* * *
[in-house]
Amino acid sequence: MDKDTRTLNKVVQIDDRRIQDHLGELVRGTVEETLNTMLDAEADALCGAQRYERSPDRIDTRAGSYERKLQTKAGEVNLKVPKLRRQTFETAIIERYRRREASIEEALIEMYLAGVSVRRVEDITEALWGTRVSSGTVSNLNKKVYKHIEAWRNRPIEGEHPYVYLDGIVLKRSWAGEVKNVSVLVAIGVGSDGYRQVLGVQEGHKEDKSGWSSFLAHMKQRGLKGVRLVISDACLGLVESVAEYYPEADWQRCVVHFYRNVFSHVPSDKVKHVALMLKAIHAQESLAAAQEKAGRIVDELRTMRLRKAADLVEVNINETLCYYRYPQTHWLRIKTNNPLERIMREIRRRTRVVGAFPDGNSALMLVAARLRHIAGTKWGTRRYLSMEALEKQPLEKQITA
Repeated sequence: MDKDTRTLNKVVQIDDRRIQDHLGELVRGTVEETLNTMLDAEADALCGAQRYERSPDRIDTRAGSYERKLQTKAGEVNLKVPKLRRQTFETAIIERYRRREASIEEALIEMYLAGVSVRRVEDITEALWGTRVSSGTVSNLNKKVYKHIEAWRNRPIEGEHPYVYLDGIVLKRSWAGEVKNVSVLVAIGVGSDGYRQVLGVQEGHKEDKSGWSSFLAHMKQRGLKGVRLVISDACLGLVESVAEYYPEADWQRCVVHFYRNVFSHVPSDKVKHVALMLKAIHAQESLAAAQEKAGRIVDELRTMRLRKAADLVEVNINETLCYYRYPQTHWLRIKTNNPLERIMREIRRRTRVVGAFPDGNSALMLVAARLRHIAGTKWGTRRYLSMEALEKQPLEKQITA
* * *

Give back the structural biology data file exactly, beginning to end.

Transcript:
[in-house]
Amino acid sequence: MDKDTRTLNKVVQIDDRRIQDHLGELVRGTVEETLNTMLDAEADALCGAQRYERSPDRIDTRAGSYERKLQTKAGEVNLKVPKLRRQTFETAIIERYRRREASIEEALIEMYLAGVSVRRVEDITEALWGTRVSSGTVSNLNKKVYKHIEAWRNRPIEGEHPYVYLDGIVLKRSWAGEVKNVSVLVAIGVGSDGYRQVLGVQEGHKEDKSGWSSFLAHMKQRGLKGVRLVISDACLGLVESVAEYYPEADWQRCVVHFYRNVFSHVPSDKVKHVALMLKAIHAQESLAAAQEKAGRIVDELRTMRLRKAADLVEVNINETLCYYRYPQTHWLRIKTNNPLERIMREIRRRTRVVGAFPDGNSALMLVAARLRHIAGTKWGTRRYLSMEALEKQPLEKQITA
Repeated sequence: MDKDTRTLNKVVQIDDRRIQDHLGELVRGTVEETLNTMLDAEADALCGAQRYERSPDRIDTRAGSYERKLQTKAGEVNLKVPKLRRQTFETAIIERYRRREASIEEALIEMYLAGVSVRRVEDITEALWGTRVSSGTVSNLNKKVYKHIEAWRNRPIEGEHPYVYLDGIVLKRSWAGEVKNVSVLVAIGVGSDGYRQVLGVQEGHKEDKSGWSSFLAHMKQRGLKGVRLVISDACLGLVESVAEYYPEADWQRCVVHFYRNVFSHVPSDKVKHVALMLKAIHAQESLAAAQEKAGRIVDELRTMRLRKAADLVEVNINETLCYYRYPQTHWLRIKTNNPLERIMREIRRRTRVVGAFPDGNSALMLVAARLRHIAGTKWGTRRYLSMEALEKQPLEKQITA